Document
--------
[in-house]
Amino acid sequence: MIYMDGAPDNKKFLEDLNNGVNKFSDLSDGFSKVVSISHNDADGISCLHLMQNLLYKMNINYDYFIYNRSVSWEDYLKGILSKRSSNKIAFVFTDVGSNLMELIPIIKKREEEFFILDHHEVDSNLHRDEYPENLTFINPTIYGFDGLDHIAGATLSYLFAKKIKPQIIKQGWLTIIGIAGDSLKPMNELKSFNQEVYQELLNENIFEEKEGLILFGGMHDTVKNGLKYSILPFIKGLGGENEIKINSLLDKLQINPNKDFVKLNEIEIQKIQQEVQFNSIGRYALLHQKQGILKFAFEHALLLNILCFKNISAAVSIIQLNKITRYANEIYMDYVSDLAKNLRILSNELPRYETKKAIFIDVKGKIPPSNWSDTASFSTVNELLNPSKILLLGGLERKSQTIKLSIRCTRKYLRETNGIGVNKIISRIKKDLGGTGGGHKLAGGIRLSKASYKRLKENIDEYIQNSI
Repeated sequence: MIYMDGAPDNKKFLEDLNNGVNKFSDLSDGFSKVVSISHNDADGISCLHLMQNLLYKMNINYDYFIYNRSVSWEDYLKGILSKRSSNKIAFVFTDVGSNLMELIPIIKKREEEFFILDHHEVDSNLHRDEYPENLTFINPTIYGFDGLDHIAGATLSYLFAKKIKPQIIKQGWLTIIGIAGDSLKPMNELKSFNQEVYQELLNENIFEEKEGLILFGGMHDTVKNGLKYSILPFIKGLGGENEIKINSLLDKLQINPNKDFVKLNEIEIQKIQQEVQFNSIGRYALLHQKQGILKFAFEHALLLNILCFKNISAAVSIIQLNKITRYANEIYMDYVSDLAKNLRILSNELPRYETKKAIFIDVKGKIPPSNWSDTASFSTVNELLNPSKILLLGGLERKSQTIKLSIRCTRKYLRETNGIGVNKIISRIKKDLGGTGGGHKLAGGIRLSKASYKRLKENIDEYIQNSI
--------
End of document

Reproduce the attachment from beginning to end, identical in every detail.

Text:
[in-house]
Amino acid sequence: MIYMDGAPDNKKFLEDLNNGVNKFSDLSDGFSKVVSISHNDADGISCLHLMQNLLYKMNINYDYFIYNRSVSWEDYLKGILSKRSSNKIAFVFTDVGSNLMELIPIIKKREEEFFILDHHEVDSNLHRDEYPENLTFINPTIYGFDGLDHIAGATLSYLFAKKIKPQIIKQGWLTIIGIAGDSLKPMNELKSFNQEVYQELLNENIFEEKEGLILFGGMHDTVKNGLKYSILPFIKGLGGENEIKINSLLDKLQINPNKDFVKLNEIEIQKIQQEVQFNSIGRYALLHQKQGILKFAFEHALLLNILCFKNISAAVSIIQLNKITRYANEIYMDYVSDLAKNLRILSNELPRYETKKAIFIDVKGKIPPSNWSDTASFSTVNELLNPSKILLLGGLERKSQTIKLSIRCTRKYLRETNGIGVNKIISRIKKDLGGTGGGHKLAGGIRLSKASYKRLKENIDEYIQNSI
Repeated sequence: MIYMDGAPDNKKFLEDLNNGVNKFSDLSDGFSKVVSISHNDADGISCLHLMQNLLYKMNINYDYFIYNRSVSWEDYLKGILSKRSSNKIAFVFTDVGSNLMELIPIIKKREEEFFILDHHEVDSNLHRDEYPENLTFINPTIYGFDGLDHIAGATLSYLFAKKIKPQIIKQGWLTIIGIAGDSLKPMNELKSFNQEVYQELLNENIFEEKEGLILFGGMHDTVKNGLKYSILPFIKGLGGENEIKINSLLDKLQINPNKDFVKLNEIEIQKIQQEVQFNSIGRYALLHQKQGILKFAFEHALLLNILCFKNISAAVSIIQLNKITRYANEIYMDYVSDLAKNLRILSNELPRYETKKAIFIDVKGKIPPSNWSDTASFSTVNELLNPSKILLLGGLERKSQTIKLSIRCTRKYLRETNGIGVNKIISRIKKDLGGTGGGHKLAGGIRLSKASYKRLKENIDEYIQNSI